Beginning Tracheal Stenosis after ­Prolonged Intubation

0

MCIF 2/2015
Prolonged endotracheal intubation may lead to alteredtracheal blood flow, resulting in mucosal injury and scarringfollowed by tracheal stenosis. We report a case of the tracheal stenosis after prolonged endotracheal intubation from balloon cuff pressures. In this case study, we provide endoscopic images and descriptions of the bronchoscopy findings along with a brief discussion of the management for this complication.

Introduction

Tracheal Stenosis is a condition where the windpipe (trachea) narrows or becomes constricted (stenosis). When you breathe in through your nose or mouth, air travels down your throat (pharynx) and through the voice box (larynx). Air then travels through the largest airway, the windpipe. The windpipe has springy hoops of a tissue called cartilage in it, which keeps it open while you breathe. The windpipe branches into two smaller airways called the bronchi, which lead to the two lungs.

The entrance to the voice box (larynx) is covered by a small flap of tissue called the epiglottis, which automatically closes when we swallow to stop food or drink from entering the airways. In the voice box, there are two vocal cords (or vocal folds), with a space between them, which is called the glottis. If you have a sub-glottal stenosis, this means that the narrowing in your windpipe is below the glottis, so it is below your vocal cords. Supra-glottis means above the glottis, so if you have a supraglottic stenosis, it is higher up, above the larynx.

There are several different types of tracheal stenosis. These can be divided in to stenosis conditions that are present from birth (congenital), and acquired conditions, which have developed later in life. Causes include conditions resulting from treatments such as: endotracheal intubation, tracheostomy, radiotherapy or past surgery; external injury; cancer; and/or autoimmune conditions such as: polychondritis, sarcoidosis or Wegener’s granulomatosis.

It is important to note that some patients with a tracheal stenosis do not exhibit any symptoms while others may have one or more of the following symptoms: shortness of breath, coughing, wheezing, difficult or laboured breathing (dyspnoea), a breathing noise that is louder and harsher than a wheeze in someone with a windpipe or voice box obstruction, a bluish colour in the skin or mucous membranes such as in the mouth or nose and/or frequent lung inflammation.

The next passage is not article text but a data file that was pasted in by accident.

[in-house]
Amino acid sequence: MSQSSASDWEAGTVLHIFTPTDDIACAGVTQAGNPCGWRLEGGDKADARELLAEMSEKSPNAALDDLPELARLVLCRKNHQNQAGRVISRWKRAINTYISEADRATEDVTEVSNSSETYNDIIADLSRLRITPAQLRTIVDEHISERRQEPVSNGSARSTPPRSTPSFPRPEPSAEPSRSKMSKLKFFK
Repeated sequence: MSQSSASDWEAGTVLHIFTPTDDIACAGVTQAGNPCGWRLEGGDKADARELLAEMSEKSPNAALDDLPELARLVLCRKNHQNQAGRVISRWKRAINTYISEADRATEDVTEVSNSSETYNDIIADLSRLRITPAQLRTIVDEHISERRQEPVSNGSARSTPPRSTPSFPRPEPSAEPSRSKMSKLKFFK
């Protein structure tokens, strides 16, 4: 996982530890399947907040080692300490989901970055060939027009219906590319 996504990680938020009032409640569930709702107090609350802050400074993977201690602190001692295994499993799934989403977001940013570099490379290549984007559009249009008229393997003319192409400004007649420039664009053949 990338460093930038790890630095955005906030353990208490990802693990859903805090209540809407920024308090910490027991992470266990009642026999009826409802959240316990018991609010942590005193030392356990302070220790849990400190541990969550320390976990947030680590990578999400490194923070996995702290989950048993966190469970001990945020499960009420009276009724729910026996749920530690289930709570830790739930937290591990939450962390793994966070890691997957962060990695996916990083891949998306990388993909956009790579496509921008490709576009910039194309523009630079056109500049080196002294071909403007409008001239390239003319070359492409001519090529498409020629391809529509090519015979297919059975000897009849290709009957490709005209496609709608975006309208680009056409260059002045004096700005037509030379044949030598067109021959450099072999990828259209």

Prolonged endotracheal intubation may lead to altered tracheal blood flow, resulting in mucosal injury and scarring followed by tracheal stenosis. We report a case of the tracheal stenosis after prolonged endotracheal intubation from balloon cuff pressures. In this case report, we provide endoscopic images and descriptions of the bronchoscopy findings along with a brief discussion of the management for this complication.

Case History

A 45 year-old man was admitted in our clinic 2 month after an accident from a land-mine at the border between Albania and Kosovo. The patient’s hospital course was complicated by limited neurologic recovery, aspiration pneumonitis, and adult respiratory distress syndrome requiring an extended period of mechanical ventilation. At the first presentation he suffered from coughing, moderate dyspnoea and malaise. Flexible bronchoscopy was performed, first from above the tracheostomy revealing leakage of air bubbles from around an inflated cuff with underlying granulation tissue. Erosion of the mucosa overlying the tracheal rings was visualized in the region where the balloon cuff hadbeen positioned.

(Fig. 1). After 21 days, the patient showed serious tracheal stenosis – an indication for tracheal dilatation or stent.

 fig 1 Kopiefig 2 Kopie

He had severe dyspnoea, stridor and moderate chest pain.

Follow-up bronchoscopy revealed severe damage of the tracheal lumen associated with web-like stenosis – which was treated by emergency tracheal stent (Fig.2).

Discussions and Conclusions

Although by placement of a balloon cuff a tracheostomy can provide an airway seal and thus prevent micro aspiration of oropharyngeal secretions and loss of tidal volume in ventilated patients, this measure is not without risk for complications. Specifically, patients with cuffed tracheostomy tubes are at risk for complications of balloon over-inflation resulting in elevated cuff pressures. These complications include ischemia and pressure necrosis, formation of tracheal wall defects, tracheomalacia, airway stenosis, and growth of granulation tissue. There are differing opinions about whether the injury is related to amount of cuff pressure or length of time the inflated cuff is in direct contact with the trachea. Pressures above this level have been shown to impair capillary perfusion in tracheal mucosa. In the case presented, we hypothesized that the aetiology of the complication described was multifactorial in nature, resulting from inadequate monitoring of the cuff pressure over an extended period of time and in the timeframe after the repair of a traumatic injury.

This bronchoscopic image re-enforces the importance of monitoring and maintaining of the trachea in patients with intubations for a prolonged period.